Wednesday, October 5

A five-year-old girl dies after days stranded with 38 refugees on an islet between Turkey and Greece

A five-year-old refugee girl has died on an islet located in the Evros River, after being stranded for days with 38 migrants at this point, located between the border of Greece and Turkey, according to the Greek newspaper Efsyn and confirmed this Tuesday the Greek Migration Minister, Notis Mitarakis, through the testimonies of the survivors. The youngest, named Maria, suffered a scorpion sting.

The 38 rescued refugees, of Syrian and Palestinian nationality, remained since the beginning of August without water or medical attention on the islet until Monday they could be located on the Greek bank of the Evros river by the Greek authorities, according to the Police. These are 22 men, 9 women and seven minors.

Amid criticism of the Government of Athens for not acting, the Greek Migration Minister on Tuesday blamed Turkey for the situation suffered by the group of migrants who ended up stranded for days in the Evros River, and were rescued on Monday by the police. Helena, Mitarakis accused Turkey, from the reception center where the 35 Syrians and 3 rescued Palestinians were transferred today, of “pushing” the migrants towards an islet in the Evros River, the natural border between the two countries, and “pressuring them with the threat of violence to make them go to Greece”.

The minister further pointed out that before that the Turkish authorities had arrested these migrants inside Turkey, and yet they did not give them the right to apply for international protection, but chose to act in this way. “We will go to the International Red Cross and Red Crescent so that his body can be found on the Turkish islet and buried with dignity by his family,” the minister said. According to Mitarakis, the migrants declared to the authorities that they entered Greek territory on Sunday, and after hiding for a day they made their location known through a mobile phone, and it was then that the Police mobilized and finally located them.

However, the same migrants report to Efsyn that on July 26 they were forcibly returned to Turkey by the Greek authorities, and it was after this that the Turkish authorities forced them to once again try to cross the border into Greece, threatening them with deport them to Syria.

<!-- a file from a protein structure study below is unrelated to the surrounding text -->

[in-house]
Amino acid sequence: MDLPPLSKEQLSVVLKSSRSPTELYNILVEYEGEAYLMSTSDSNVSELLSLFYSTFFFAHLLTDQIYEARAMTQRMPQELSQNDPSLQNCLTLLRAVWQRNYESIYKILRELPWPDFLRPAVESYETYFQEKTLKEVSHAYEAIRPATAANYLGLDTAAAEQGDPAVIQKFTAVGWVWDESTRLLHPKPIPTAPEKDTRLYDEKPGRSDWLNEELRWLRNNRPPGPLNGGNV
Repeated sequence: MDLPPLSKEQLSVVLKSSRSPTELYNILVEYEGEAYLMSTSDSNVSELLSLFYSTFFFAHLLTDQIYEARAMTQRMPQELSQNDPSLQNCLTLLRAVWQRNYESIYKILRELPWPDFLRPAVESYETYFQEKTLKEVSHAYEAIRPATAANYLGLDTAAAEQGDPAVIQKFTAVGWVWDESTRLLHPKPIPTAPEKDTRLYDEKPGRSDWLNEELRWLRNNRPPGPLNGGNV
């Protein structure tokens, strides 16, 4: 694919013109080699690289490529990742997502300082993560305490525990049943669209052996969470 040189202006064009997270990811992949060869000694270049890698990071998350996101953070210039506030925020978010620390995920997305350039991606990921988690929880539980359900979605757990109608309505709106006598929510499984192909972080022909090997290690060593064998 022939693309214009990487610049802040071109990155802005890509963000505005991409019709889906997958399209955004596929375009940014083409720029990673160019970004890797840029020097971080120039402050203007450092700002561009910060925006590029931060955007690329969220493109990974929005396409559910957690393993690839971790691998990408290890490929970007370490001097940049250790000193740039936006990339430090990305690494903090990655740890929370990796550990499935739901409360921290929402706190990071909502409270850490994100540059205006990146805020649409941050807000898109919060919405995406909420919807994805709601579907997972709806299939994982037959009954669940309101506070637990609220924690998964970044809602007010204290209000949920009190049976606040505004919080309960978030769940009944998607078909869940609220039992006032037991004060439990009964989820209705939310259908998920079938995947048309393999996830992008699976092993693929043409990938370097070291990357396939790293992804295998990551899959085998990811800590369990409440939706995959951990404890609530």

The survivors are in good health, according to Mitarakis, and only one pregnant woman had to be preventively transferred to a hospital. Although the migrants were stranded on the islet for days, neither the Greek nor the Turkish authorities intervened until Monday, which provoked the reaction of the United Nations High Commissioner for Refugees (UNHCR) who, on Saturday, through a message on his official Twitter account, showed his “concern” about the refugees, and stressed that immediate action is essential.

Mitarakis then responded to the UNHCR and pointed out that the Greek government is also “extremely concerned” but that the islet where the migrants are is not in Greek territory, but in Turkish territory.

On Sunday afternoon, the minister stressed that the police carried out search operations “without finding any human presence on the islet.”

However, just a few hours later the migrants were located on the Greek bank of the river by the Hellenic authorities, where they were able to arrive using a boat, according to the Police.

The case has sparked numerous criticisms of the government from the main opposition party in Greece, the leftist Syriza, which wonders in a statement how exactly the “non-existent” migrants in the area have been found by the Greek authorities until Sunday.

Numerous such episodes have been repeated in the Evros River in recent months and the European Court of Human Rights regularly issues precautionary orders obliging Greece to provide migrants with water, food, medical care and immediate access to the asylum process. stranded on the islets. However, it is the first time that Mitarakis has traveled to the area to find out about his situation.